National Treasure 2 Book of Secrets
In the first National Treasure, Benjamin Franklin Gates (Nicholas Cage) had to redeem the family name from infamy by uncovering a huge trove of ancient artifacts.
Now the Gates name is being sullied again, incriminated in the assassination of Abraham Lincoln by a descendent of a Confederate general. Armed with a partially burnt scrap of paper from the diary of Lincoln's killer John Wilkes Booth (Christian Carmargo), Mitch Wilkinson (Ed Harris) accuses Ben's progenitor of frequenting with the Knights of the Golden Circle and masterminding the murder of the U.S.'s sixteenth president. The allegations have Ben and his father Patrick (John Voight) bristling and hot on the trail for proof that will clear their great grandfather's reputation.
Reuniting with his estranged girlfriend, Abigail (Diane Kruger), and his computer nerd sidekick, Riley (Justin Bartha), Ben deciphers a cryptic code that sends him hopscotching across the pond and worming his way into Buckingham Palace. There he locates the next shred of information carved on a primitive plank stowed in the Queen's desk. Having absconded from the royal household with the board in hand, Ben asks his mom (Helen Mirren), a university professor of ancient Native languages, to help unlock the meaning of the symbols.
As in the previous film, the discovery of one clue sends him scurrying after another, eventually driving him to seek out a concealed book whose location is known only to the country's highest governing official. But as Ben races from the site of France's own Statue of Liberty to the grounds of the White House, his search is hampered by the pursuit of trained mercenaries and a black market antiquities trader who wants to ensure his own place in history.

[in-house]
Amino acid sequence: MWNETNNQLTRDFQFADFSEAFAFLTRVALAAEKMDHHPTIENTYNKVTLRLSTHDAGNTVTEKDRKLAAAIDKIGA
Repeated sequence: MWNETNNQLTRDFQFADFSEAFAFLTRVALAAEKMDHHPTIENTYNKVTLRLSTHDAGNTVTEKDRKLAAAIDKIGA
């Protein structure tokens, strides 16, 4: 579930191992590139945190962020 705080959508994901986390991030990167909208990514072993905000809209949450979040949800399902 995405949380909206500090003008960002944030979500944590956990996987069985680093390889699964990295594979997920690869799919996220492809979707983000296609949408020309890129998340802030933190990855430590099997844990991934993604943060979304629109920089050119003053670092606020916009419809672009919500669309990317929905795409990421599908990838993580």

The movie's opening scenes, set in 1865, may cause the most concern for younger audience members. They depict Lincoln's death as well as the close range shooting of a man in front of his son. In modern times, Ben and his cohorts race through the crowded streets of London, smashing cars and nearly clipping pedestrians but narrowly missing a pack of dogs out for a walk. Other minor content concerns include some sexual posturing in the Oval Office and brief portrayals of social drinking.
Although the script suffers from a few moments of predictability, Cormac and Marianne Wibberley's screenplay still brings another era of American history to life. It also extols the importance of preserving a family name for the generations who follow. Filled with honorable intentions and plenty of action, this adventure may prove to be a family treasure.